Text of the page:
Competitive cover for previously underpinned homes
We specialise in covering homes that have been underpinned to correct subsidence issues. Our fully online quote system offers a straightforward way to quote for underpinned property insurance and provides an instant competitive premium – without lengthy referrals.
- Cover for homes that have suffered from subsidence, heave or landslip & since underpinned*
- Policies designed to cover underpinned homes at competitive prices
- Buildings cover up to £1.5million
- Contents cover up to £150,000
- Trace & access cover as standard
- Accidental damage options
- Legal cover included
- Manage your policy online
- Our staff have the expertise to help you secure the right cover
- Calls answered on average in under 1 minute.
*If your property has previously suffered subsidence then as part of our requirements to be able to offer you the best premium we can, there will need to be a Certificate of Structural Adequacy for the underpinning work done.
Need a little help quoting?
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MORE ABOUT UNDERPINNED PROPERTY HOME INSURANCE
Why do most insurers avoid cover for underpinned properties?
As underpinning is linked with subsidence at the property, it can lead to the home being classed as higher risk due to the generally increased chance the subsidence could reoccur and therefore leading to a claim. Why are we different? We work with a panel of top UK insurers who specialise in covering this type of property. This means not only can we cover such homes but our premiums are reasonable whilst offering great levels of cover.
Underpinned house insurance cost
CoverBuilder is one of only a few insurance companies that can quote for home insurance where the property has suffered some form of subsidence and later underpinned. Unlike most companies, you can get an instant price and offer of acceptance with us. We cover most types of underpinning types and subsidence causes.
Is my previously underpinned property covered by insurance?
The previous underpinning can often cause reluctance from standard insurers, as it is an indicator that the property has experienced previous subsidence.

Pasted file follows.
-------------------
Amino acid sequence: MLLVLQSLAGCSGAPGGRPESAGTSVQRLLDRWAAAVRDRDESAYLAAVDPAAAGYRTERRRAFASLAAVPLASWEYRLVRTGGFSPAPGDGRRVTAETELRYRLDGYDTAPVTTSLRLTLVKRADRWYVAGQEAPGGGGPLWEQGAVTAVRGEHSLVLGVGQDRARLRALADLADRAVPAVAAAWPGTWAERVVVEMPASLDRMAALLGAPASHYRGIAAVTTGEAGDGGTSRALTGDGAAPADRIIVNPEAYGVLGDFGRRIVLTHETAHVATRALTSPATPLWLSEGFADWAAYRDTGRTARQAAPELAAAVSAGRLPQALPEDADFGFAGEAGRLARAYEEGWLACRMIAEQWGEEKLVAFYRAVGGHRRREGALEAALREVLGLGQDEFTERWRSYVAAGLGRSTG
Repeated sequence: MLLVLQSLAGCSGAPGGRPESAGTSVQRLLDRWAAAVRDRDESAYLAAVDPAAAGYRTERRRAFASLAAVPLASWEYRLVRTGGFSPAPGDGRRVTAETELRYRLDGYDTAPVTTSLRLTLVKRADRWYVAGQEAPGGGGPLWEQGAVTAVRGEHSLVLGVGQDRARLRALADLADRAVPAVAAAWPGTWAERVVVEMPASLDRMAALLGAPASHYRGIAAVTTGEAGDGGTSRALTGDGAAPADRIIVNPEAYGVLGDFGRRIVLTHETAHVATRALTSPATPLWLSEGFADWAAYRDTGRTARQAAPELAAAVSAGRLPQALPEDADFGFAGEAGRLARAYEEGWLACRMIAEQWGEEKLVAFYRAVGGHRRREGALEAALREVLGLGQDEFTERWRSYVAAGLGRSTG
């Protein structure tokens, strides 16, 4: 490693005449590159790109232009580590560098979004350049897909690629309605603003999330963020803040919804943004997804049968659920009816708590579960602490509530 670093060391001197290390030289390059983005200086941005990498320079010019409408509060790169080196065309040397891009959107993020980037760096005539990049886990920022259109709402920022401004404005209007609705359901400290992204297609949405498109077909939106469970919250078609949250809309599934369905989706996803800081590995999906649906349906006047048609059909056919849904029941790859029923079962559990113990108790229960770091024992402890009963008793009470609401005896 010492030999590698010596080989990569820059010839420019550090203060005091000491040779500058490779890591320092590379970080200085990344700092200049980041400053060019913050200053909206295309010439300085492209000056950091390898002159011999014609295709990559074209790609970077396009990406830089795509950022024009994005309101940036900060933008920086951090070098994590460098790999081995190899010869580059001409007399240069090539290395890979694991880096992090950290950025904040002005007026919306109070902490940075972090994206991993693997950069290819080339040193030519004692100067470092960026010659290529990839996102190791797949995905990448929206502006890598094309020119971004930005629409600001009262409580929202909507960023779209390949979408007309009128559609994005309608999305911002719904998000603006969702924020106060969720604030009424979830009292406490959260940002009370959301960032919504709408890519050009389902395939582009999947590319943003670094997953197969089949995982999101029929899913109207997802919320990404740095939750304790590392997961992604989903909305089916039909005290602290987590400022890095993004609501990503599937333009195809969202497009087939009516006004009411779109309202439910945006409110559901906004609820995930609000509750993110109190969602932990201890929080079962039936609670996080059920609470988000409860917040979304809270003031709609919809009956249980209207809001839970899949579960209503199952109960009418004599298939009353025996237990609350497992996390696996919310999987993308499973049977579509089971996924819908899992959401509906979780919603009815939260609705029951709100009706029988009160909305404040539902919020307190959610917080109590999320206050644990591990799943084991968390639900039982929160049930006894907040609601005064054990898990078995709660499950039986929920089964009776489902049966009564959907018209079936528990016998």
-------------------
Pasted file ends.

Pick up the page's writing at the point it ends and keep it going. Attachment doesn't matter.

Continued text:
What is a Certificate of Structural Adequacy?
If your property has previously suffered subsidence then as part of our requirements to be able to offer you the best premium we can, there will need to be a Certificate of Structural Adequacy for the underpinning work previously done.
When the repair has been organised as a result of an insurance claim, the insurer appointed Building Surveyor would have provided a Certificate of Structural Adequacy. This is issued under the guidance of the Institution of Structural Engineers (1994) although there is no actual contractual or legal requirement for one to be provided, nor is this a form of guarantee.
Types of underpinning work to existing foundations
- The structure has to be converted to another function, which requires stronger foundation compared to existing requirements.
Work is proactively carried out to stabilise the foundations before a problem occurs e.g. if;
- The existing foundation is not strong or stable
- Nearby excavation would affect the soil that supports existing footing.
- Stabilization of the foundation soil to resist against natural influences
- Building of a basement below an already existing structure
- The usage of the structure has changed.
- The construction of nearby structures necessitates the excavation of soil supporting existing foundations.
Carried out to rectify issues or damage that has occurred at the property e.g.
- Mistakes in initial foundation design caused subsidence of the structure
- Work on present structure rather than building a new one
Common methods of underpinning
Mass Concrete Underpinning
This method can often be referred to as ‘traditional underpinning’ as it has been in use for nearly 100 years, with the method remaining largely unchanged. This method works by strengthening a structure’s existing foundations by digging out boxes at strategic points and pouring concrete into these subsequent holes. This results in what are effectively new foundations built below the level of the existing foundations.
This method is generally most effective when the existing foundations are shallow but can be used on foundations that are as deep as fifteen metres. The method has hardly changed since its first use, with traditional tools still being favoured over heavy machinery due to the small size of the boxes that are dug out. It is still a very popular method due to the numerous advantages that it brings. The engineering involved is very simple, limiting the risk of something going wrong, the cost of labour for such work is comparably cheap and you can continue to live in the building while these remedial works are carried out.
Beam and Base Underpinning